Hazardous spill false alarm

Published 10:18 am Wednesday, October 28, 2009

COAL GROVE — It was a tense couple of hours for area emergency services agencies and a slow trip to Kentucky Tuesday for motorists seeking access to the Ashland-Coal Grove bridges, thanks to a chemical spill that in the end was only road salt.

Just before 9 a.m., authorities were alerted to a chemical spill on the eastbound entrance ramp off U.S. 52 to the Ben Williamson Bridge.

“What happened was, the police department got a call of a spill and it appeared to be road salt but it had gotten wet and turned blue,” Coal Grove Fire Chief Gary Sherman explained.

Email newsletter signup

Early reports said the blacktop under the spill appeared to be bubbling up.

Sherman said once emergency officials investigated, they determine the pavement was fine.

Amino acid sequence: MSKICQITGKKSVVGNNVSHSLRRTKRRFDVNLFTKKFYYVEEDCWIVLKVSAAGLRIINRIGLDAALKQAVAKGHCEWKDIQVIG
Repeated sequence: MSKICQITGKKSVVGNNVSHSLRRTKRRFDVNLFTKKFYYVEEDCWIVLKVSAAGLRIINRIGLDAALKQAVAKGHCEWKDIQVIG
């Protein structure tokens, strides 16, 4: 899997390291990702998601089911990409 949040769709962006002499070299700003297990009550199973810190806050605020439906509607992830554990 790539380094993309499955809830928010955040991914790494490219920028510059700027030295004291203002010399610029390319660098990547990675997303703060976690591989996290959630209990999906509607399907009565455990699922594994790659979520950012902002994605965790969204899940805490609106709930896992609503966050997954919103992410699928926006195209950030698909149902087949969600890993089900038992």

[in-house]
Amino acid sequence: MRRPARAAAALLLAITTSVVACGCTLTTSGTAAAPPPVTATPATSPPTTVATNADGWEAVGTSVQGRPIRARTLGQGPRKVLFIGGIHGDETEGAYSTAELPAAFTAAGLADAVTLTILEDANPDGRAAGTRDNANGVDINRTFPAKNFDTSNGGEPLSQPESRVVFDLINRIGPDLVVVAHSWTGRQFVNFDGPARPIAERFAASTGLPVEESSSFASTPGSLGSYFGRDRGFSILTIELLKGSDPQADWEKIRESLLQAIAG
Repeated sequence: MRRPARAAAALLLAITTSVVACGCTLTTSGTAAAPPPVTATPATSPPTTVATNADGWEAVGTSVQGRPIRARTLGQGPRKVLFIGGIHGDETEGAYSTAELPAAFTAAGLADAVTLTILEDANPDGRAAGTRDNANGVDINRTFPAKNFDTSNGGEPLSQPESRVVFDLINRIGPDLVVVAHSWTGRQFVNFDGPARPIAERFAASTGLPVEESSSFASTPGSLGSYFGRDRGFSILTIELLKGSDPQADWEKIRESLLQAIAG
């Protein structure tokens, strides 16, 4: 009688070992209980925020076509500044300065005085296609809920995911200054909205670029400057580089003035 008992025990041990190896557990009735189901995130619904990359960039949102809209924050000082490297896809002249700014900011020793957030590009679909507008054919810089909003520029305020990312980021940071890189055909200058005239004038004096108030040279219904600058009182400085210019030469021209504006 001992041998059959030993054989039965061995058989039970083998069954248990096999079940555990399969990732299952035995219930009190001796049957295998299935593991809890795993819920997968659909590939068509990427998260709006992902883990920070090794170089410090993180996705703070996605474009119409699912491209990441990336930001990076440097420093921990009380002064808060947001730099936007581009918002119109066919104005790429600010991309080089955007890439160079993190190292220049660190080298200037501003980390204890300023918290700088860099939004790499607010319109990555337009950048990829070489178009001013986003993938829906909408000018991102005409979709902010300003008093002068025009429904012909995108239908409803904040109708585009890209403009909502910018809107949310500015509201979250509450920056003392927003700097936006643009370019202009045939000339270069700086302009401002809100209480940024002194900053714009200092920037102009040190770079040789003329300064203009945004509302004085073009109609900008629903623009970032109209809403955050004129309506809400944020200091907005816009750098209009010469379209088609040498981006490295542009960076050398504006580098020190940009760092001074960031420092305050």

Because the vehicle that lost the roughly 1,000 pounds of road salt had left the area, authorities had to perform tests to make certain what they thought was road salt was not something dangerous.

Firefighters with the hazardous materials units of the Ironton and Ashland, Ky., fire departments donned white, Haz-mat level B (intermediate hazard level) suits to collect a sample of the spilled crystals and take them to a waiting Haz-mat vehicle to be tested.

Sherman said it was his understanding that there were other spills of road salt in Scioto County and in Kentucky.

The roadway was reopened to traffic at 11 a.m. after Ohio Department of Transportation workers cleaned up the mess.

In addition to Coal Grove, Ashland and Ironton fire departments, the Lawrence County Sheriff’s Office, Coal Grove Police Department and Ohio State Highway Patrol all responded to the call.